Liberal MP John McCallum explains.
“The Liberal Party agrees that it is essential for Parliament to track down the $3.1 billion lost by this Conservative government, but equally, we must fix the way Ottawa spends money to ensure that this doesn’t happen again. That is why we are proposing to amend today’s NDP motion so that it not only provides a chance to look backwards, but also a solution going forward.
Currently when Parliamentarians vote on appropriations they are forced to approve huge blocks of money, allowing the funds to be shuffled around behind closed doors. Unfortunately this system can result in funds going missing. If instead we voted to approve funding directly by program, money would be tied to those programs and thus be nearly impossible to lose track of.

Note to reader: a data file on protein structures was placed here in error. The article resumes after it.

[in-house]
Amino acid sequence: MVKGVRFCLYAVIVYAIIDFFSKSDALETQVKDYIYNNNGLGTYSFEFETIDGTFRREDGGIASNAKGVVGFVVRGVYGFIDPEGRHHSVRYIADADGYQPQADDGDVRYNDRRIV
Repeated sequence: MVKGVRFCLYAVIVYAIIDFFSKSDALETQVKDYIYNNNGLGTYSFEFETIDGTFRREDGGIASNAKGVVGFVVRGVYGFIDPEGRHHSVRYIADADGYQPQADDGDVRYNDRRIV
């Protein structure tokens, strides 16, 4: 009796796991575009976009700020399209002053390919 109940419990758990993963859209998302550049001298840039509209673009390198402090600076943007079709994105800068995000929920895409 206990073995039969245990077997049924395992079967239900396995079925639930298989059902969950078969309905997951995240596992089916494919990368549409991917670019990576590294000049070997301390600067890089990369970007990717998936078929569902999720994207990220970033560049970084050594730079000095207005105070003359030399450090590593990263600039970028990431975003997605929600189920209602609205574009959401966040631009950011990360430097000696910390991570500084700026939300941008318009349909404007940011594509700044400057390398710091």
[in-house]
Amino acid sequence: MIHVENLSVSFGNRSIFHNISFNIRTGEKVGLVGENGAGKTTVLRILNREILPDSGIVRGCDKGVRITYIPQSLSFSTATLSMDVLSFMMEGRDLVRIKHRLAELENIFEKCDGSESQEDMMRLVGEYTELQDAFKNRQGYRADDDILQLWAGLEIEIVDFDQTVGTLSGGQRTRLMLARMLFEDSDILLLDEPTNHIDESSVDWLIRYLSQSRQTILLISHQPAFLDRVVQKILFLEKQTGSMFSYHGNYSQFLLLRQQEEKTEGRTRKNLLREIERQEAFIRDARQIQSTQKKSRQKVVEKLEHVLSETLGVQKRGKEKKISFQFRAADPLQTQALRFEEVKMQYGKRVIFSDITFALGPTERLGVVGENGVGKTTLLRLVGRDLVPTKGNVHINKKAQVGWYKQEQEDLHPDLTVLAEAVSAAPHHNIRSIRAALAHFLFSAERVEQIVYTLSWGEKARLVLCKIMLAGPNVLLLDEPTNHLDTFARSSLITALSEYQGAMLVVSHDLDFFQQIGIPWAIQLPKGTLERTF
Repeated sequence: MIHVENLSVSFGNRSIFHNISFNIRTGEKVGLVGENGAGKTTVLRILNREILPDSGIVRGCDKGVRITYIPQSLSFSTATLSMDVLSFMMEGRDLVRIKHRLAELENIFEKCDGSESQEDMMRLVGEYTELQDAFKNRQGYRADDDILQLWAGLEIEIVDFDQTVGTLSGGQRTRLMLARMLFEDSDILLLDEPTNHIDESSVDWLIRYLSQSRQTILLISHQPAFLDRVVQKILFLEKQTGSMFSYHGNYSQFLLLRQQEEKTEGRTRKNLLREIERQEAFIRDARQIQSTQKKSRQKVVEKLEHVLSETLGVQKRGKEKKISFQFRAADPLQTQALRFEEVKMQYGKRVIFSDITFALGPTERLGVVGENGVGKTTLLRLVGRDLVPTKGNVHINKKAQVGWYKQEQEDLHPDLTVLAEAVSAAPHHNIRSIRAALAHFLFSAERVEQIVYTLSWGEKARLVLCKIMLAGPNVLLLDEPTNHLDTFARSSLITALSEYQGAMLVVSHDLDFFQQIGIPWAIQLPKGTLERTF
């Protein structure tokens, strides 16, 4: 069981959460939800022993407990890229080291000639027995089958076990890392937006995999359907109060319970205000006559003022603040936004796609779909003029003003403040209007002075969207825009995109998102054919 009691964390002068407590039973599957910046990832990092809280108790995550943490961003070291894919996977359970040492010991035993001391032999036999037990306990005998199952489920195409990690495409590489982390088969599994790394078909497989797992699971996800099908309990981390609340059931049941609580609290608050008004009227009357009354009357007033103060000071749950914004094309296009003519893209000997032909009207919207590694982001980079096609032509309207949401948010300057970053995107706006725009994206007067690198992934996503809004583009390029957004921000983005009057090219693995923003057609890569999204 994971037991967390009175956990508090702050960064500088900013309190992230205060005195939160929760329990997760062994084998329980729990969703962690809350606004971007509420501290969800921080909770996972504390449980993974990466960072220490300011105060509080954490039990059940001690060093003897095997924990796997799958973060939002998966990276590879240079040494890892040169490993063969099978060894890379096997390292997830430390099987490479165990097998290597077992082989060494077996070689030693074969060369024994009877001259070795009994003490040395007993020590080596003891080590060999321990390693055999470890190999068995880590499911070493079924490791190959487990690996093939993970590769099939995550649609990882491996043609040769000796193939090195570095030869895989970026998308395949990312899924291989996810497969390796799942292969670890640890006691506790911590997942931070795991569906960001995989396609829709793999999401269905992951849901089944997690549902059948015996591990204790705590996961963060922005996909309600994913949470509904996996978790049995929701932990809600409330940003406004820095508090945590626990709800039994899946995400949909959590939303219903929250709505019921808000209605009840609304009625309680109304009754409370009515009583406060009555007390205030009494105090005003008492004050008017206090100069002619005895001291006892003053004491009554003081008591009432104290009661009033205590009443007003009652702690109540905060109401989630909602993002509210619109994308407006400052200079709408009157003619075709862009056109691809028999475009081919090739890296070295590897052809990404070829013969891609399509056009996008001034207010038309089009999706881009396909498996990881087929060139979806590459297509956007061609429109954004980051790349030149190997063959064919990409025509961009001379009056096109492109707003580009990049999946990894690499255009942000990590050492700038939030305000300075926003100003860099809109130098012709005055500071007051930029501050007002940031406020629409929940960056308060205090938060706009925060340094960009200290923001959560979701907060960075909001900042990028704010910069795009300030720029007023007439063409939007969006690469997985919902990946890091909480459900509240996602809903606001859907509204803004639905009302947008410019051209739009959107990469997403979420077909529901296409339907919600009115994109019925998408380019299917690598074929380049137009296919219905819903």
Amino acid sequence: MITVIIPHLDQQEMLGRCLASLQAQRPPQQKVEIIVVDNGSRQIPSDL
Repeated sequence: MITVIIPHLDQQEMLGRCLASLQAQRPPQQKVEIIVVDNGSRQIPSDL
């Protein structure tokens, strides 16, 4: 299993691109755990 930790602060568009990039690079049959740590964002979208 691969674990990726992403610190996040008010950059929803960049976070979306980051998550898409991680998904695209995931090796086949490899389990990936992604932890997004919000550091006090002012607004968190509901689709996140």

Former Parliamentary Budget Officer Kevin Page called for this system because it puts spending decisions back in the hands of Parliament; and in fact, Minister Clement has already examined this proposal in response to a recommendation by the House of Commons Committee on Government Operations and Estimates. It is now simply a matter of having the will to implement it.
Canadians elected us to be effective managers of the public purse. We hope that all MPs will agree and support our amendment and the entire motion.”
Tony Clement is apparently reluctant to commit to that can kind of accounting, on account of the cost—$70 million—to transition to such a system.
By Aaron Wherry - Thursday, May 9, 2013 at 11:57 AM - 0 Comments
Munir Sheikh, the former chief statistician, explains the mess that is the National Household Survey.